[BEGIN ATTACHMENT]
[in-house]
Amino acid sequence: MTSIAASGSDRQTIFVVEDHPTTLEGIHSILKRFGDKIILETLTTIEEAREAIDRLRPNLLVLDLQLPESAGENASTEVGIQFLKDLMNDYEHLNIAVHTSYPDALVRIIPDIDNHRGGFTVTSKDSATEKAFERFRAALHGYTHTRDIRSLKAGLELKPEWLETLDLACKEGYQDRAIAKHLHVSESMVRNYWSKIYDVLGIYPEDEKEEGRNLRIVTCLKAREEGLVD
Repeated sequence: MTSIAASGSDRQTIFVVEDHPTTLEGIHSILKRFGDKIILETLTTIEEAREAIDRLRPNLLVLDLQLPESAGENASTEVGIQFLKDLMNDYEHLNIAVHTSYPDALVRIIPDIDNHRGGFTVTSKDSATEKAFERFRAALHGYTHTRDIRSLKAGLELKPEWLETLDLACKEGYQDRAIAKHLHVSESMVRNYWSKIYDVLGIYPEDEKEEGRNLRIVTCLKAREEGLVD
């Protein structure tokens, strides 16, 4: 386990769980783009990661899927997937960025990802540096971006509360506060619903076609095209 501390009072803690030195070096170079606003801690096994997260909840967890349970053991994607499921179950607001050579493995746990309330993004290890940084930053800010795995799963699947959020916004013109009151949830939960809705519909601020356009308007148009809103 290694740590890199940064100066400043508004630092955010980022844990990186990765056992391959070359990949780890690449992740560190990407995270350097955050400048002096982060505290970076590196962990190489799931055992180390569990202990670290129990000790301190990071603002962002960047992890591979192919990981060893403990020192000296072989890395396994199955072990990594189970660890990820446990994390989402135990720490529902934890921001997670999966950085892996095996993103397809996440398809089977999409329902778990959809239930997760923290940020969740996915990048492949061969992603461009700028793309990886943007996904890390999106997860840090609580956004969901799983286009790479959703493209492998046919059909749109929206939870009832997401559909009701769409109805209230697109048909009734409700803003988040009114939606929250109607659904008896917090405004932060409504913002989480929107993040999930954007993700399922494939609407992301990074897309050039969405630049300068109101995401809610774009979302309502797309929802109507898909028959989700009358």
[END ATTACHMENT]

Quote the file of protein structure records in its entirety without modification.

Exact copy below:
[in-house]
Amino acid sequence: MTSIAASGSDRQTIFVVEDHPTTLEGIHSILKRFGDKIILETLTTIEEAREAIDRLRPNLLVLDLQLPESAGENASTEVGIQFLKDLMNDYEHLNIAVHTSYPDALVRIIPDIDNHRGGFTVTSKDSATEKAFERFRAALHGYTHTRDIRSLKAGLELKPEWLETLDLACKEGYQDRAIAKHLHVSESMVRNYWSKIYDVLGIYPEDEKEEGRNLRIVTCLKAREEGLVD
Repeated sequence: MTSIAASGSDRQTIFVVEDHPTTLEGIHSILKRFGDKIILETLTTIEEAREAIDRLRPNLLVLDLQLPESAGENASTEVGIQFLKDLMNDYEHLNIAVHTSYPDALVRIIPDIDNHRGGFTVTSKDSATEKAFERFRAALHGYTHTRDIRSLKAGLELKPEWLETLDLACKEGYQDRAIAKHLHVSESMVRNYWSKIYDVLGIYPEDEKEEGRNLRIVTCLKAREEGLVD
């Protein structure tokens, strides 16, 4: 386990769980783009990661899927997937960025990802540096971006509360506060619903076609095209 501390009072803690030195070096170079606003801690096994997260909840967890349970053991994607499921179950607001050579493995746990309330993004290890940084930053800010795995799963699947959020916004013109009151949830939960809705519909601020356009308007148009809103 290694740590890199940064100066400043508004630092955010980022844990990186990765056992391959070359990949780890690449992740560190990407995270350097955050400048002096982060505290970076590196962990190489799931055992180390569990202990670290129990000790301190990071603002962002960047992890591979192919990981060893403990020192000296072989890395396994199955072990990594189970660890990820446990994390989402135990720490529902934890921001997670999966950085892996095996993103397809996440398809089977999409329902778990959809239930997760923290940020969740996915990048492949061969992603461009700028793309990886943007996904890390999106997860840090609580956004969901799983286009790479959703493209492998046919059909749109929206939870009832997401559909009701769409109805209230697109048909009734409700803003988040009114939606929250109607659904008896917090405004932060409504913002989480929107993040999930954007993700399922494939609407992301990074897309050039969405630049300068109101995401809610774009979302309502797309929802109507898909028959989700009358």